Mixed reactions to saving Three Mile Island after decommissioning report release

"Anytime that you’d have a business coming here that would create these kinds of jobs, we would be tripping over each other to make sure we get them here. So this is no reason to change that,” said Rep. Tom Mehaffie.

16,000 jobs across the state— that’s how many Pennsylvanians are employed by nuclear power plants.

Just one of the many reasons Rep. Mehaffie says nuclear energy needs to be added to the Pennsylvania Alternative Energy Portfolio Standards— which is why he is introducing the change in House Bill 11.

“We have something special here. We have something that is a carbon free generator of electricity, and we really need to recognize why we should do that, because they have such a great environmental attribute,” said Mehaffie.

Right now, Three Mile Island is the first plant scheduled to close in September.

On Friday, Exelon, which owns and operates Three Mile Island, released its decommissioning report with the nuclear regulatory commission, outlining a plan for that closure.

That plan includes moving used nuclear materials by the end of 2022, and dismantling the stations cooling towers starting in 2074.

In recent years, the plant has lost a lot of money, and if legislation is not passed before the fall, Three Mile Island would close for good.

“This is irreversible. We can’t make a bad decision. If we do make a bad decision, we can’t turn around and recreate these power plants. We want to make sure we’re doing the right thing and understand that closing down these plants down could be detrimental in the very near future or far future,” said Mehaffie.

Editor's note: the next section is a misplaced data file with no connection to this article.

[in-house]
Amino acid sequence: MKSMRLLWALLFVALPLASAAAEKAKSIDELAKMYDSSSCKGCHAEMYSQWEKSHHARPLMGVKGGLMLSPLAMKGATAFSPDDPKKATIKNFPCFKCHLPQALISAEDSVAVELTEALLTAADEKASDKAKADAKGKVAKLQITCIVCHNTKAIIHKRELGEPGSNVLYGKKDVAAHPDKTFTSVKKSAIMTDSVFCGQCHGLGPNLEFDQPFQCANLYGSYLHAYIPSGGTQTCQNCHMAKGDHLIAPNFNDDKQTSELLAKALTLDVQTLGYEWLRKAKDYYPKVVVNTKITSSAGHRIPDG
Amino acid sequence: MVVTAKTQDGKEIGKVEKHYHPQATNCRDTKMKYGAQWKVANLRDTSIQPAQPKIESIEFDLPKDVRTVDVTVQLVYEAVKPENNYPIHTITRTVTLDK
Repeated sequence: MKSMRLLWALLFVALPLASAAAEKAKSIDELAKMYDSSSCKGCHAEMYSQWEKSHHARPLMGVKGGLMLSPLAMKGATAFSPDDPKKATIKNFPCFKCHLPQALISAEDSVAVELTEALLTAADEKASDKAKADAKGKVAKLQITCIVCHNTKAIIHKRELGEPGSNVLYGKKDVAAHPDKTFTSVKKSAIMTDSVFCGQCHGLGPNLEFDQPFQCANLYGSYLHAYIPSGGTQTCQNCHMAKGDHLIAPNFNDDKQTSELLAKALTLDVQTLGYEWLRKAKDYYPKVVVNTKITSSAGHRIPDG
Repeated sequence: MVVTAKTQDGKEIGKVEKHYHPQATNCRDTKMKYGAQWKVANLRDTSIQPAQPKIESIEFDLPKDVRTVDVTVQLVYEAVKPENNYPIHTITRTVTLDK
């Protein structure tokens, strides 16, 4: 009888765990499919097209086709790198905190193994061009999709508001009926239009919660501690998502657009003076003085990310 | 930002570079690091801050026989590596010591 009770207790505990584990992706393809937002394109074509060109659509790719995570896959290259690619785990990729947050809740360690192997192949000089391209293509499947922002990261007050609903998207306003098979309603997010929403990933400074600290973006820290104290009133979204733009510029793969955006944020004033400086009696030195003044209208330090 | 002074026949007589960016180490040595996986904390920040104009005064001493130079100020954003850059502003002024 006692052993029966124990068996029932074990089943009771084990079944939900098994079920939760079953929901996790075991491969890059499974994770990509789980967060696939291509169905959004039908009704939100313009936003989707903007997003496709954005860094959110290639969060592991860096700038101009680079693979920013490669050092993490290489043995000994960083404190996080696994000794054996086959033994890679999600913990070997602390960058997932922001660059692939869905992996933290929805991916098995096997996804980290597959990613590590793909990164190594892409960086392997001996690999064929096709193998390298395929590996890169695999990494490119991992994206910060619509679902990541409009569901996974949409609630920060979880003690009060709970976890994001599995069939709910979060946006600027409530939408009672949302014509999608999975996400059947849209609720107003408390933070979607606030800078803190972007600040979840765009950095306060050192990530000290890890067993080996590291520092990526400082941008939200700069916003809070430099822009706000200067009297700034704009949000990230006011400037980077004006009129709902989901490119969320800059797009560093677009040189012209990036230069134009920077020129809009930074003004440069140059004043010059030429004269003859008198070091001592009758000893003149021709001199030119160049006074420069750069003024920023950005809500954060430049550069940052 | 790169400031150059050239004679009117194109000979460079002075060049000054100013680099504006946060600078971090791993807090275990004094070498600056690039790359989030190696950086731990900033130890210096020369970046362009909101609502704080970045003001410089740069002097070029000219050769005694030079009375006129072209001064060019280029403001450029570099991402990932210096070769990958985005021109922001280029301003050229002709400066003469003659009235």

But the group Citizens Against Nuclear Bailouts says the decommissioning report is misleading.

Steve Kratz, a spokesperson for the group, says Three Mile Island may not be profitable, but Exelon as a whole brought in more than $640 million in 2018.

He says the company is trying to use legislation to try and subsidize the loss at Three Mile Island specifically, which will only hurt Pennsylvanians in the long run.

“Really what you’re looking at too is small businesses, manufacturers, school districts, large manufacturers like steel mills, they use a lot of electricity, and when you start multiplying the additional cost, you’re not talking about $40-50 a year, you’re talking millions of dollars a year, and that’s a severe competitive disadvantage for Pennsylvania. It’s going to drive jobs away,” said Kratz.

A series of of public hearings will be held over the next month to further discuss changing the act.

The first one is on Monday at 11 at the Capitol.

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